It’s 1861 and the Civil War has just started. Molly is an eighteen-year-old girl living on her family’s farm in Virginia when two deserters from the Southern Cause enter her life. One of them—a twenty-four-year-old Huck Finn—ends up saving her virtue, if not her life.
Molly is so enamored with Huck, she wants to run away with him. But Huck has other plans and is gone the next morning before she awakens. Thus starts a sequence of events that leads Molly into adventure after adventure; most of them not so nice.
We follow the travails of Molly Lee, starting when she is eighteen and ending when she is fifty-six. Even then Life has one more surprise in store for her.
*May Contain Spoilers*
Life in the 1860s is nothing if not full of adventure, danger, and the realization of your own mortality. Molly Lee by Andrew Joyce follows the wanderings of one woman as she sets out on her own, with no idea what that might mean, in search of a young man named Huck Finn.
Molly Lee begins the novel as a young, doe-eyed, naive girl, but is quickly introduced to the dangers of reality. She grows into a no-nonsense woman who knows that she can't rely on anybody but herself. Molly is brave, sharp tongued, and a survivor. In the 1860s, it seems you either had to be willing to kill or be killed and Molly knew how to protect herself. Though she also has a softer side. Molly is loving, loyal, respectful, and dutiful woman. She falls in love, takes on the role of stepmother, and even helps protect an Indian Tribe. Molly is definitely a well-rounded character, with good and bad characteristics. Readers will connect with Molly as the glitter of adventure wears off and reality settles in. Her feisty attitude and lovingness will win over readers as they share in her journey.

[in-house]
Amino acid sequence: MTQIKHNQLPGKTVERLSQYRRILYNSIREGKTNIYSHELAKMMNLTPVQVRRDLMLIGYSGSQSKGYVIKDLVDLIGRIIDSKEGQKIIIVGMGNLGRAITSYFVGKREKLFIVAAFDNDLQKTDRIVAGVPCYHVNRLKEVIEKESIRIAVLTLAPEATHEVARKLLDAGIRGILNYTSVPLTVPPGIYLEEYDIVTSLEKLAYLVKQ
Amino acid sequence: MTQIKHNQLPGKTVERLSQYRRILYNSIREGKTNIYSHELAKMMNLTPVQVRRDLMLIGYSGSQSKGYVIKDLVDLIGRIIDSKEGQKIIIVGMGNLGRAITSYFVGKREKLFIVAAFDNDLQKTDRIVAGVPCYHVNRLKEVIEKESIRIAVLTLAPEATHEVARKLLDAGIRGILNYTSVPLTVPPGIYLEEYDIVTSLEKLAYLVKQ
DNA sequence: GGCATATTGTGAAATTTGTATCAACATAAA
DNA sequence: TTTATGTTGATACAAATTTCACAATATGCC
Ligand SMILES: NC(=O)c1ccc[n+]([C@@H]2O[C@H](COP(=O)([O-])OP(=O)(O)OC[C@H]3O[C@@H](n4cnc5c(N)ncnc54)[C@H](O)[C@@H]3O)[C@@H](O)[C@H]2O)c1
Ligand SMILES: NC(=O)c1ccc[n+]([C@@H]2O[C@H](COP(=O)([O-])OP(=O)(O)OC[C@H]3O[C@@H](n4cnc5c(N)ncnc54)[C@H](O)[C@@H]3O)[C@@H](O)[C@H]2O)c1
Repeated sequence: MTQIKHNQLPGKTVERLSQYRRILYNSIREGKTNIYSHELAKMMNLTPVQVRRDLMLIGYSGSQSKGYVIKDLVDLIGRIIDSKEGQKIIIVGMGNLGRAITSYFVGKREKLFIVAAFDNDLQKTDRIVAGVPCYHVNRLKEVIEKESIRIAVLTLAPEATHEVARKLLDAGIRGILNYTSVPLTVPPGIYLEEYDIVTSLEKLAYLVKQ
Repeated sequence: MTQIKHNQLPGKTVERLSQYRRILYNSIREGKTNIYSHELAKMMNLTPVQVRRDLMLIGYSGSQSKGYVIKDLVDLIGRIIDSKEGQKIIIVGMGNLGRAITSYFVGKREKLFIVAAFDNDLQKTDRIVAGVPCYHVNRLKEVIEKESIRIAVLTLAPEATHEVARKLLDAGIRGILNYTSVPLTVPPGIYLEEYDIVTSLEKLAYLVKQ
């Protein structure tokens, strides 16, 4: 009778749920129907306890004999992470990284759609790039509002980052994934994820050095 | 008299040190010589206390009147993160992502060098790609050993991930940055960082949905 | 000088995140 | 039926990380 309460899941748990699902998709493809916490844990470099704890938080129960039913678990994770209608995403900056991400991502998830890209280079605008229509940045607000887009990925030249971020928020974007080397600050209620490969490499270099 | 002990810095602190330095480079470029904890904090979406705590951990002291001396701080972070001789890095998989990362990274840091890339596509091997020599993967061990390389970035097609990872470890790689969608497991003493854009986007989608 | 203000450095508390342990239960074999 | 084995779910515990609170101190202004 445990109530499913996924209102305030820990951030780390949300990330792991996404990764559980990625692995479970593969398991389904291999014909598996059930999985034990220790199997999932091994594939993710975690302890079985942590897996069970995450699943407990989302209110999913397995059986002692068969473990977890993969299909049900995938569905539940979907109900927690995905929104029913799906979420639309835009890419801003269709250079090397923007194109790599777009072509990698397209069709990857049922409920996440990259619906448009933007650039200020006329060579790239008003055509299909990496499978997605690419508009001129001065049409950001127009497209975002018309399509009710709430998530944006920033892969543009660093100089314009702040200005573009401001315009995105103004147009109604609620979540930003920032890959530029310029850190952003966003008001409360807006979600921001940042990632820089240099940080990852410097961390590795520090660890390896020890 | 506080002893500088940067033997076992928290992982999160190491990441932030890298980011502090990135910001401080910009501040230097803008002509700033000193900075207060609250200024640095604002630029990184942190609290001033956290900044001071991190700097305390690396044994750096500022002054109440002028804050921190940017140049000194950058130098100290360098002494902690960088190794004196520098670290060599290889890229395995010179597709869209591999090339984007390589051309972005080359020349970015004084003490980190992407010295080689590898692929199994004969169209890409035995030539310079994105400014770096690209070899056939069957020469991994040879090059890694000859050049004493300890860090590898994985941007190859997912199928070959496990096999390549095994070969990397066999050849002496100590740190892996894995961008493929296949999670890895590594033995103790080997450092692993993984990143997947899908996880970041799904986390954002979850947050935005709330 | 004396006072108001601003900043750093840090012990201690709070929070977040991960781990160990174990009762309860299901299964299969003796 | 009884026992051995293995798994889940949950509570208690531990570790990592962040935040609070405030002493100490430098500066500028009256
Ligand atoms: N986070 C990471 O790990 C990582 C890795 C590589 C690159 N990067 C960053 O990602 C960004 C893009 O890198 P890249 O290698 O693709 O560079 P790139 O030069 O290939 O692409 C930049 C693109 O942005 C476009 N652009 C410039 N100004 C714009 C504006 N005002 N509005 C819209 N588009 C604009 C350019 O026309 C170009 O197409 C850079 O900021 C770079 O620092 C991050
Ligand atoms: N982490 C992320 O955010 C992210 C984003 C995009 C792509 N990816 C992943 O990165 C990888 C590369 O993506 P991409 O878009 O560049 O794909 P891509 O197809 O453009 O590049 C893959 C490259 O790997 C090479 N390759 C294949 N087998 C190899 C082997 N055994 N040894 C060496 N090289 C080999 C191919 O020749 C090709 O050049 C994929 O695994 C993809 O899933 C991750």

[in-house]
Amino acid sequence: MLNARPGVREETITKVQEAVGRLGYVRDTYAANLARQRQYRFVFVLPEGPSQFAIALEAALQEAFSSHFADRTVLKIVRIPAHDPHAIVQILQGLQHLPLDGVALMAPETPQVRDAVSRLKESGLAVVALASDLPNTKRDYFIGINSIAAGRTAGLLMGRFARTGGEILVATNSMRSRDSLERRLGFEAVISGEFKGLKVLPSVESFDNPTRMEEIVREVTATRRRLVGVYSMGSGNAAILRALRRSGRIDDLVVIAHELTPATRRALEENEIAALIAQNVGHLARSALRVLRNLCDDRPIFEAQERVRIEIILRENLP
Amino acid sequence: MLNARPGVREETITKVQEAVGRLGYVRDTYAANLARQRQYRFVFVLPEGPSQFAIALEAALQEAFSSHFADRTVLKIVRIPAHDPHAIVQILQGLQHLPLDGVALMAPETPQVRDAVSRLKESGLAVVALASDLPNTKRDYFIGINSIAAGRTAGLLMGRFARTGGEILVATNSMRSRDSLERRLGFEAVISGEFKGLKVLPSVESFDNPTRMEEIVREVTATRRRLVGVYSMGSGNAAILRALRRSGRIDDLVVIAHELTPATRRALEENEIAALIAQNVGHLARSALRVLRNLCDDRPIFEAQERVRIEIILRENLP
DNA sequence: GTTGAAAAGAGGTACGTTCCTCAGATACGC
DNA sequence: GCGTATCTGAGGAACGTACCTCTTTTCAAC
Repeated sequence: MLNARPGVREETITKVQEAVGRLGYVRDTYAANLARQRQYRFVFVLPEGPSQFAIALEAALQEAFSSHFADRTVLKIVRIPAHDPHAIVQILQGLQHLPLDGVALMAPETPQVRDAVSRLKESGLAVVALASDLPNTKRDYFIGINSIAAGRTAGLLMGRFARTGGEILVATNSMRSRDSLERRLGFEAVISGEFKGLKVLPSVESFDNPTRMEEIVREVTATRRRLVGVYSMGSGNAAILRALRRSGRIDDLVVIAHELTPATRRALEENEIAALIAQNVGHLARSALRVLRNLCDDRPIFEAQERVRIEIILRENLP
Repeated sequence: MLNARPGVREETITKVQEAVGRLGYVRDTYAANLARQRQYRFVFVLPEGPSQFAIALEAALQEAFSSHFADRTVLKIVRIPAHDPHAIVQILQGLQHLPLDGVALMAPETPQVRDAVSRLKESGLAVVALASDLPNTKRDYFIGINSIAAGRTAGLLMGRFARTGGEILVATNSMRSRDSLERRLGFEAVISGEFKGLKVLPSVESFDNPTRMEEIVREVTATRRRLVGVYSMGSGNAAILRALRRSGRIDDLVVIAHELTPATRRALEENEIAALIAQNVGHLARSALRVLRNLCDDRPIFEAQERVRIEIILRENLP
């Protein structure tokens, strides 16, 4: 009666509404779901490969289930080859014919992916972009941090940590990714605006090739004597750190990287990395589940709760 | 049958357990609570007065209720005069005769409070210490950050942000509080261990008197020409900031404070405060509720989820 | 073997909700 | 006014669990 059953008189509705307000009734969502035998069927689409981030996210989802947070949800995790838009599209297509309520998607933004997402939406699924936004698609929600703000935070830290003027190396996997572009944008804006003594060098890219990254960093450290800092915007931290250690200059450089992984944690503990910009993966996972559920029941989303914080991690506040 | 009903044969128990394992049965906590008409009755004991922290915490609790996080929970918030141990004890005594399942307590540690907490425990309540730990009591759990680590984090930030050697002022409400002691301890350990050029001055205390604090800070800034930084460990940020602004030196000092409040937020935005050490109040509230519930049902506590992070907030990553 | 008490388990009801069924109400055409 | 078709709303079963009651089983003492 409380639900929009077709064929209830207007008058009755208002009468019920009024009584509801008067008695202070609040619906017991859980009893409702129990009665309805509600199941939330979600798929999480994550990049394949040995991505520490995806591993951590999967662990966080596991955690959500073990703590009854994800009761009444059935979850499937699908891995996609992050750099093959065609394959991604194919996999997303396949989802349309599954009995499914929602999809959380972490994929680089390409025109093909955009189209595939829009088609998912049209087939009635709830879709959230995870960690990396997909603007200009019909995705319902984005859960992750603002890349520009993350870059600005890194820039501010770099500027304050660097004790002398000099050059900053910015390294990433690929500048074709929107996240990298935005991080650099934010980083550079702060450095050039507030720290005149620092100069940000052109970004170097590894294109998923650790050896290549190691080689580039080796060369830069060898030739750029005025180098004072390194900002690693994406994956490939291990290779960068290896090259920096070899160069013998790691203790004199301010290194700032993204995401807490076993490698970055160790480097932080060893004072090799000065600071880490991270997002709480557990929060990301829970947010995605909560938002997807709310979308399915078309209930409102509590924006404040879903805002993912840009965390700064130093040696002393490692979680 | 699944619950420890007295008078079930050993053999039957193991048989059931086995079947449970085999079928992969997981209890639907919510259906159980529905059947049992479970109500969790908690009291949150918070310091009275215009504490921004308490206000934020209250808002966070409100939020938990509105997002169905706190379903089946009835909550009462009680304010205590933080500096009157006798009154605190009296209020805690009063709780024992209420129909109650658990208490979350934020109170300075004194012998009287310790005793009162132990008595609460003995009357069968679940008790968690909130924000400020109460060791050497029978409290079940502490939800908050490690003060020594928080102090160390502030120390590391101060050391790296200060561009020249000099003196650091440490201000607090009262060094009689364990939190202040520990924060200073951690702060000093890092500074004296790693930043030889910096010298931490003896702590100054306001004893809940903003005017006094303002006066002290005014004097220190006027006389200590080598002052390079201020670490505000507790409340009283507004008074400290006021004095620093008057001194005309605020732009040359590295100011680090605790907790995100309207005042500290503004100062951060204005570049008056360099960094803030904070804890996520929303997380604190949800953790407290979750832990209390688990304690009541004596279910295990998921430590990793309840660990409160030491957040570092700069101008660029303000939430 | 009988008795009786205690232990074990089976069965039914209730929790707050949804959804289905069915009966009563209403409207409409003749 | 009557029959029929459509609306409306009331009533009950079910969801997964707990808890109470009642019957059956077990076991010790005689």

Huck Finn is the beginning of this story. Molly Lee meets him after Huck helps save the livelihood of her family. Love at first sight sends Molly to chase Mr. Finn though it doesn't seem to be written in the stars for him and Molly. As Molly travels around the country, whether by interest or force, readers witness how different life was in the 1860s. Though the story was intriguing, it took me a while to get used to Joyce's writing style. It's very cut and dry without a lot of fluff. Joyce is a writer who gets straight to the point in telling the story and this makes the book a pretty easy read. However, it still seemed a bit long-winded. Maybe because so much happens to Miss Molly that I started to think there would never be a happy ending. Chapters are relatively short and each seems to be a new adventure for Molly Lee but the surprise factor wears off after the first few bouts of bad luck.
Rating: 3/5 Cups